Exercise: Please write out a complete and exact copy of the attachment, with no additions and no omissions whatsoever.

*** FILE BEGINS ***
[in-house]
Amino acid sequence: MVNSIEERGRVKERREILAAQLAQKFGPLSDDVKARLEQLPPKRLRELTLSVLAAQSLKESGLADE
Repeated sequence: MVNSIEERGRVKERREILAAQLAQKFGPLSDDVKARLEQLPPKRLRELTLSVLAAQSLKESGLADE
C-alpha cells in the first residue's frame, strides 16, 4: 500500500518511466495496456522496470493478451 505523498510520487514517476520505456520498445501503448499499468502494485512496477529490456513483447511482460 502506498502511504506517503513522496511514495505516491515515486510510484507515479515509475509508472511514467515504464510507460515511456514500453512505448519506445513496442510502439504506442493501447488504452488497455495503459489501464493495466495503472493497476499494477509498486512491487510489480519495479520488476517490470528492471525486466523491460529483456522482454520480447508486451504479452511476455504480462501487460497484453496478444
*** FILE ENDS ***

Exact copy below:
[in-house]
Amino acid sequence: MVNSIEERGRVKERREILAAQLAQKFGPLSDDVKARLEQLPPKRLRELTLSVLAAQSLKESGLADE
Repeated sequence: MVNSIEERGRVKERREILAAQLAQKFGPLSDDVKARLEQLPPKRLRELTLSVLAAQSLKESGLADE
C-alpha cells in the first residue's frame, strides 16, 4: 500500500518511466495496456522496470493478451 505523498510520487514517476520505456520498445501503448499499468502494485512496477529490456513483447511482460 502506498502511504506517503513522496511514495505516491515515486510510484507515479515509475509508472511514467515504464510507460515511456514500453512505448519506445513496442510502439504506442493501447488504452488497455495503459489501464493495466495503472493497476499494477509498486512491487510489480519495479520488476517490470528492471525486466523491460529483456522482454520480447508486451504479452511476455504480462501487460497484453496478444